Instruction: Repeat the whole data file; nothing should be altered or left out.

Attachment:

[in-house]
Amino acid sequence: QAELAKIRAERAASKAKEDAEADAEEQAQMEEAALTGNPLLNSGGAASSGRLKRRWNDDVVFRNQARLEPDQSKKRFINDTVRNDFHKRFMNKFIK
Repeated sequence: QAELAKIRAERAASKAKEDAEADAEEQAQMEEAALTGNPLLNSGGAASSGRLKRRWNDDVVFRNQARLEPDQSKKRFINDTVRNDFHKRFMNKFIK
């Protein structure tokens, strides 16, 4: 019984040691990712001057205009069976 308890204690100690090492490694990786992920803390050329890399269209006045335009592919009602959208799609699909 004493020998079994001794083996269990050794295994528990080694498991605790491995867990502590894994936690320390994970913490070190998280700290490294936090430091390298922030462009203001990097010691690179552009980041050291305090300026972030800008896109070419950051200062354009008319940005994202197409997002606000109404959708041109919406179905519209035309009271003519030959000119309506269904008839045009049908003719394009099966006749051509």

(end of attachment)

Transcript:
[in-house]
Amino acid sequence: QAELAKIRAERAASKAKEDAEADAEEQAQMEEAALTGNPLLNSGGAASSGRLKRRWNDDVVFRNQARLEPDQSKKRFINDTVRNDFHKRFMNKFIK
Repeated sequence: QAELAKIRAERAASKAKEDAEADAEEQAQMEEAALTGNPLLNSGGAASSGRLKRRWNDDVVFRNQARLEPDQSKKRFINDTVRNDFHKRFMNKFIK
């Protein structure tokens, strides 16, 4: 019984040691990712001057205009069976 308890204690100690090492490694990786992920803390050329890399269209006045335009592919009602959208799609699909 004493020998079994001794083996269990050794295994528990080694498991605790491995867990502590894994936690320390994970913490070190998280700290490294936090430091390298922030462009203001990097010691690179552009980041050291305090300026972030800008896109070419950051200062354009008319940005994202197409997002606000109404959708041109919406179905519209035309009271003519030959000119309506269904008839045009049908003719394009099966006749051509």